Fire guts historic Toronto church, destroying its Group of Seven murals
June 10, 2024
Feud between Frankenthaler Foundation’s current and former leaders drags on
June 11, 2024
Fire guts historic Toronto church, destroying its Group of Seven murals
June 10, 2024
Feud between Frankenthaler Foundation’s current and former leaders drags on
June 11, 2024

A museum on the island of Lampedusa dedicated to migrants who have lost their lives crossing the Mediterranean Sea has been closed as prime minister Giorgia Meloni ramps up efforts to stop the boats.

The Museum of Faith and Dialogue had hosted 75,000 visitors since opening seven years ago on the upper floor of Lampedusa’s Pelagie Archaeological Museum. Displays in five rooms included items found at sea following shipwrecks, an Eritrean child’s drawing testifying to the torture he experienced in his home country and a multimedia room where video and recorded sounds helped visitors imagine crossing the Mediterranean in a small boat.

The 3 October Committee, an NGO founded after the death of 368 migrants during a 2013 shipwreck off Lampedusa, was previously given permission to use the 500 sq. m space free of charge. However, following a change of management at the Pelagie, it was asked to pay €10,000 to rent a smaller space of roughly 40 sq. m for a year.

One of the displays featuring found objects

The committee responded that it was unable to fund the venture and would not reopen the museum after its closure for the summer in June. “I very much regret that, despite the efforts and work done, there was and is no will to continue to have a museum dedicated to migration in Lampedusa,” Tareke Brhane, the committee’s president, said in a statement.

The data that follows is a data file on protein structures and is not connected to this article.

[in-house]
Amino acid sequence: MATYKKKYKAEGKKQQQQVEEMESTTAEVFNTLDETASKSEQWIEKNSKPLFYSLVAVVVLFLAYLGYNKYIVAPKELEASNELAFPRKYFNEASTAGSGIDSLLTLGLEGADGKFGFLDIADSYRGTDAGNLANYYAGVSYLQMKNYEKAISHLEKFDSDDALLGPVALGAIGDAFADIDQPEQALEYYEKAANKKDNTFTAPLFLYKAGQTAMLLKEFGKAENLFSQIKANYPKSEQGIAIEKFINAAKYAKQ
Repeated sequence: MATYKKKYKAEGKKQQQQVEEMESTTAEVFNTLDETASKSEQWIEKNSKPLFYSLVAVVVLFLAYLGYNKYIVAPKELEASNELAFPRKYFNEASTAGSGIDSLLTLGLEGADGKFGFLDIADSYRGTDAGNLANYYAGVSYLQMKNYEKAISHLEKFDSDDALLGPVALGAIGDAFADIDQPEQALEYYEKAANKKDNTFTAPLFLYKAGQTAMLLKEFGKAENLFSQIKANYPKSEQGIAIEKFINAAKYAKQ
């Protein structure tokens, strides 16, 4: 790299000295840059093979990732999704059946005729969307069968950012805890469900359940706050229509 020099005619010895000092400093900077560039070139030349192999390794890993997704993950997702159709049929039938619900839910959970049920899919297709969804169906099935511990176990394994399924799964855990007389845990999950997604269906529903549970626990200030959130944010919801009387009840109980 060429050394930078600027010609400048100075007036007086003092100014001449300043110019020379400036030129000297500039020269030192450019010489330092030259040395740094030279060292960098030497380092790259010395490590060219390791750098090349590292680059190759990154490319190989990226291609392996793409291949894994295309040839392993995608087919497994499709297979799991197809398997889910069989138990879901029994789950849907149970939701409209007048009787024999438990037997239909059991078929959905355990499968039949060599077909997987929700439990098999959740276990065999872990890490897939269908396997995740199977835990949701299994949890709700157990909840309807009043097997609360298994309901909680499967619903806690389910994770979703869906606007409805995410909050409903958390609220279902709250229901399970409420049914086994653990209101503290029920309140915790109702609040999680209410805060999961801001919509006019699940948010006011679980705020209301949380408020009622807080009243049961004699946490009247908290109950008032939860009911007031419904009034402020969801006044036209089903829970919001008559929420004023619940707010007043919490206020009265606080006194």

The Museum of Faith and Dialogue was born in June 2016 as a year-long display spearheaded by Italy’s culture ministry together with the Sicily region and the municipality of Lampedusa. The exhibition at the Pelagie museum featured Carravaggio’s Amorino dormiente (1608), loaned from the Uffizi, alongside Islamic art and migrants’ possessions found at sea. At the inauguration, President Sergio Mattarella of Italy said: “I am here in Lampedusa to inaugurate this museum because culture unites peoples and it is an important means of encounter”.

Following the exhibition, in 2017, the committee renewed the museum with a three-year protocol signed with the education ministry and the municipality. The protocol was extended for a further three years in 2020.

However, in March of this year, the Archaeological Park of Valle Templi in Agrigento was appointed by government decree to run the Pelagie museum as part of a broader shake up of museums in Agrigento and Lampedusa.

In a letter dated 13 May, which has been seen by The Art Newspaper, the new management asked the committee to pay an annual fee of €10,000 for two rooms at the Pelagie, adding that future cultural activities should be agreed with the management. The committee was given five days to respond.

More than 30,000 migrants have drowned trying to reach Italy’s shores in the last seven years, according to the International Organisation for Migration. Giorgia Meloni’s tough line on migration is expected to culminate later this year when she begins sending adult males intercepted at sea to newly-built camps in Albania.

A spokesperson for the 3 October Committee tells The Art Newspaper that they did not believe the introduction of a rent for the museum was politically motivated. They added that the committee had begun discussions with municipalities of Lampedusa and Agrigento, next year’s Italian capital of culture, about moving the museum’s contents to a new location.

First appeared on…

Comments are closed.